The following review contains numerous spoilers, since the impact of the story cannot be discussed without such spoilers.
The first thing about these three movies is that they rely heavily on a too-good-to-be-true sexualized protagonist. Most people would not bother to watch the movies if the protagonist were not so good-looking.
A casual viewer might be expecting a light-hearted adventure with a sexy-but-not-very-murderous heroine, such as The Fifth Element, or a gritty adventure with a sexy-and-murderous heroine.
The story is not light-hearted, because the protagonist’s problems stem from the fact that she was raped from an early age and then sold into sex slavery. When confronted by police for her later work as a prostitute, she cannot comprehend civilized mores:
The character is initially presented as a fish-out-of-water, who desperately needs gentle support and tutelage:
In fact, for the first half of the first movie, the protagonist is presented as an innocent waif who only ever wanted to be loved. She is granted superpowers by collaboration with a sentient super-weapon.
The climax of the first movie, however, shows that the protagonist is very inclined to do evil things. She never developed a civilized understanding of humanity because she was raped from an early age. She is strongly inclined to repeat the cycle of violence. She is inclined to violate and dehumanize the sentient weapon just as she was violated and dehumanized by rape.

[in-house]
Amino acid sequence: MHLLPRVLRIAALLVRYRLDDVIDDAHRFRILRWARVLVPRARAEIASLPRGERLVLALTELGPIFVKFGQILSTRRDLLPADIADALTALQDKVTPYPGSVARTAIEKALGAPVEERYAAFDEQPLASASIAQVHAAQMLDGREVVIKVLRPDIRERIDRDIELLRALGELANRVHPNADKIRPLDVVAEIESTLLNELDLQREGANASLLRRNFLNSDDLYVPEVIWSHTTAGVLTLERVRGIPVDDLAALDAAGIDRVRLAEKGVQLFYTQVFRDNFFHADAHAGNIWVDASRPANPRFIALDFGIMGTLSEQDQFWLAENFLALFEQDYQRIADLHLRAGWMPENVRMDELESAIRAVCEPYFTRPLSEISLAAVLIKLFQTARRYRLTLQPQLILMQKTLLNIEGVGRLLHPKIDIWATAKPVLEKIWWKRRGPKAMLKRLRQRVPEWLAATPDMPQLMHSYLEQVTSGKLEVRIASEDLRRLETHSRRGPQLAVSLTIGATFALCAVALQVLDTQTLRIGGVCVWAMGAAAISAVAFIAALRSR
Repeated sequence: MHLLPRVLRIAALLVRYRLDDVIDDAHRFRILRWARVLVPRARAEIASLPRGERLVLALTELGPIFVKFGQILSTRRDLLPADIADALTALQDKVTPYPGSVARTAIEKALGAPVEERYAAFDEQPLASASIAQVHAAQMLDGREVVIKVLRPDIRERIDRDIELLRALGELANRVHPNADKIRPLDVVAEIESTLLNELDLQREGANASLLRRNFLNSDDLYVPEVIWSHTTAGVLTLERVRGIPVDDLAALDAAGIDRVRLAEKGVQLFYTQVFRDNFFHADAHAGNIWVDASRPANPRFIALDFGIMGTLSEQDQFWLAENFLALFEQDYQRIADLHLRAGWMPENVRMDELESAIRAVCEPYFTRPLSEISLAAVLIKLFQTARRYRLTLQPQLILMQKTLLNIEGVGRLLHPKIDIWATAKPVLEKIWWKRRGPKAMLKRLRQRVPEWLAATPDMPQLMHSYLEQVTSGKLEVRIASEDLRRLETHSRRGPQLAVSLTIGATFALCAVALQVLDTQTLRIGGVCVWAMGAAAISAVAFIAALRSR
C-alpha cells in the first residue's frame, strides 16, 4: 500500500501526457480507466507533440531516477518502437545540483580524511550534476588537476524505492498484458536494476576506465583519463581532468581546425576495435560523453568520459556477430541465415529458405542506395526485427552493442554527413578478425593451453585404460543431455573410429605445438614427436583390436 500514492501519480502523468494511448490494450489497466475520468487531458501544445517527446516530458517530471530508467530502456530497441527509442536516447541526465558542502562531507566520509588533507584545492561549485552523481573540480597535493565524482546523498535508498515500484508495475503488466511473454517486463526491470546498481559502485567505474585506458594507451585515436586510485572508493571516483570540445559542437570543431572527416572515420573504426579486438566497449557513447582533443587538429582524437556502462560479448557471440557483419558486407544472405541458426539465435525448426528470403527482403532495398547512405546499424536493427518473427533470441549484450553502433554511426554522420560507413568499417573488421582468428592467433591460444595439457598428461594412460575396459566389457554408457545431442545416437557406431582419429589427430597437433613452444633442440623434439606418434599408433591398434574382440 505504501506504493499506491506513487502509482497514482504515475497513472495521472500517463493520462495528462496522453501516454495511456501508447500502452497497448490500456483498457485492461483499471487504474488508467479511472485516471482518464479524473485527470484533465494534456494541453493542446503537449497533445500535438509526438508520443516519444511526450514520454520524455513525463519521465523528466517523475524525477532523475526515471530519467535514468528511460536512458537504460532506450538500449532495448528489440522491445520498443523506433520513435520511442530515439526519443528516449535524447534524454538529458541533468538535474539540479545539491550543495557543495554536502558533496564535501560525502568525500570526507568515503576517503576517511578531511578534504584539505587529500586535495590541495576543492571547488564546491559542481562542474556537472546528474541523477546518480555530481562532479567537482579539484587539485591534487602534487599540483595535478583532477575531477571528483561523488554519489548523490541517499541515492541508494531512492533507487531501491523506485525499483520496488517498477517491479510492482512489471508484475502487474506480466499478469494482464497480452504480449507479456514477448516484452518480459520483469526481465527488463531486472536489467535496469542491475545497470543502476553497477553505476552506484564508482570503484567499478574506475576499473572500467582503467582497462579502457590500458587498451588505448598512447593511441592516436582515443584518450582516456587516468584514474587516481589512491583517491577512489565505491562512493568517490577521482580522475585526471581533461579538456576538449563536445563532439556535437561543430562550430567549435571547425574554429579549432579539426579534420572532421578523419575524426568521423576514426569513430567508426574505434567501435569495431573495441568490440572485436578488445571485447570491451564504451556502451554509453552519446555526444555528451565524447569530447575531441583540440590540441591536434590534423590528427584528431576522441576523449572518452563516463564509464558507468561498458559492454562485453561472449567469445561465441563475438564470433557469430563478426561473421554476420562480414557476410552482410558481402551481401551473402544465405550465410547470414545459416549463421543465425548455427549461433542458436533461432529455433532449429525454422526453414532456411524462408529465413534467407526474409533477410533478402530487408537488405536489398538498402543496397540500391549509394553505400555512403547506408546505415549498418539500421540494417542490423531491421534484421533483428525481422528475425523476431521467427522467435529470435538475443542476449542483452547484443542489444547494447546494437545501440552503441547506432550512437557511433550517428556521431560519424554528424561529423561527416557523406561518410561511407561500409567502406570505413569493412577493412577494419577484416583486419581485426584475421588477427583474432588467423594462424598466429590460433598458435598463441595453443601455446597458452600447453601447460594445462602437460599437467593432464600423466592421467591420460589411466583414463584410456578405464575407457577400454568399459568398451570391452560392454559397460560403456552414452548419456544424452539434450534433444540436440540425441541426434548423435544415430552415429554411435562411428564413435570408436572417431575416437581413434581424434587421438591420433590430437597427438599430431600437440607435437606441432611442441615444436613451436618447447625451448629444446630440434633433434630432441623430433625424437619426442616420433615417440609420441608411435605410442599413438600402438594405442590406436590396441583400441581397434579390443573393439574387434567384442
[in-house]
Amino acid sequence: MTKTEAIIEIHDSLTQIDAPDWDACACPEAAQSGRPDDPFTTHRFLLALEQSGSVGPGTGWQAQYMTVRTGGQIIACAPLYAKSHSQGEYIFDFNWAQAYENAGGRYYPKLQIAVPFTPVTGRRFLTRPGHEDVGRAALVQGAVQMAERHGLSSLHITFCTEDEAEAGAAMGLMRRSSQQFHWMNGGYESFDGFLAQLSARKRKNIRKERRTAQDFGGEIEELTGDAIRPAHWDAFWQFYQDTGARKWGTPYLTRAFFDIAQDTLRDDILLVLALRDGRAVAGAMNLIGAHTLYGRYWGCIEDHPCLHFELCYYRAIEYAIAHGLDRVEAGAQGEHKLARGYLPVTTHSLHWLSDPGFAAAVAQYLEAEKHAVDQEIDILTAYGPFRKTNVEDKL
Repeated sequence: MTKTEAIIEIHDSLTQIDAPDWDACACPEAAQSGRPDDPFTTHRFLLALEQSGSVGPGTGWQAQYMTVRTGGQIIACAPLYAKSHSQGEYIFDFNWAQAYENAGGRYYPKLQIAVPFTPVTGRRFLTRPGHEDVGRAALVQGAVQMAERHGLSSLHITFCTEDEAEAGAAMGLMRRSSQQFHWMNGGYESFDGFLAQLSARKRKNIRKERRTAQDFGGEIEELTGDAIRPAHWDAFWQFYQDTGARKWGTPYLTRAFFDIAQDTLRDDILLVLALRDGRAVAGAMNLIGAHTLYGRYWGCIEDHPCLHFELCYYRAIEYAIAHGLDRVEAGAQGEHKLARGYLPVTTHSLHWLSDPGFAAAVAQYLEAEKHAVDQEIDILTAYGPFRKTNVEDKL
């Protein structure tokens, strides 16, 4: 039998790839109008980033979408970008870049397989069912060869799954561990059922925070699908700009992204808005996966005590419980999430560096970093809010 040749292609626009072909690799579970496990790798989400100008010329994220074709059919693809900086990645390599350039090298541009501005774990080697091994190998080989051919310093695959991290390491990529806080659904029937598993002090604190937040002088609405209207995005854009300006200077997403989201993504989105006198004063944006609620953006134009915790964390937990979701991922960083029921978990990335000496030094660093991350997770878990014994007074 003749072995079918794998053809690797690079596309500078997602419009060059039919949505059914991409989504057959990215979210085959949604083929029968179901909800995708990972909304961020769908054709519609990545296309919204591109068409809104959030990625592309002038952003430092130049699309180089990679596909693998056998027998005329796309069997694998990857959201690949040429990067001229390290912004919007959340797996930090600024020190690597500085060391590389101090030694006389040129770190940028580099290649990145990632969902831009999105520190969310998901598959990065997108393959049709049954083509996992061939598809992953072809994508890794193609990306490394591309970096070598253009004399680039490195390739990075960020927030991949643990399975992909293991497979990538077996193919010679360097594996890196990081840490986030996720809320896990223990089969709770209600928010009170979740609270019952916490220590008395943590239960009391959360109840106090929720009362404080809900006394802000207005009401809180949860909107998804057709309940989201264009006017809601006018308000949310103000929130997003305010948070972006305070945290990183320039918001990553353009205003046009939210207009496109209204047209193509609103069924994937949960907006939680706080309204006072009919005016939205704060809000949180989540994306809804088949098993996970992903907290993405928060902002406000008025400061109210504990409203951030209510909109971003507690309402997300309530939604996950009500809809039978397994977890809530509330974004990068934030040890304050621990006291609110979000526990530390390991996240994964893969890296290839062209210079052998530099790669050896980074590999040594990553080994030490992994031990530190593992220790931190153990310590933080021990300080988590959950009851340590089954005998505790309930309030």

If her superpowers were reliable, the protagonist would become a villain protagonist. However, her sentient weapon has rejected a previous user, Boiled, and is capable of rejecting her if necessary.
While the initial movie appeared to be action extravaganza, the second and third movies are much slower-paced. The protagonist meets challengers and matures from conflict, just as in a classic Joseph-Campbell-journey-of-the-hero-with-a-thousand-cliches knockoff.
These stories conclude by showing how the villain had rational motivations. The villain was not justified; he acted from moral weakness. The villain was a tragic hero who sank deep into a murderous lifestyle; the protagonist was another potential murderer who was rescued from her own moral weakness by good friends.
Unquestionably, these stories are skillfully-presented. They ultimately teach the audience about the cycle of violence that grows out of abusive violence. However, they pander to crude porn-saturated modern culture by sexualizing the heroine, and they pander to stupid leftist ideas throughout most of the story. Mardock Scramble is watchable – and many stories that try to moralize about child abuse are drearily unwatchable. However, I did not enjoy this story.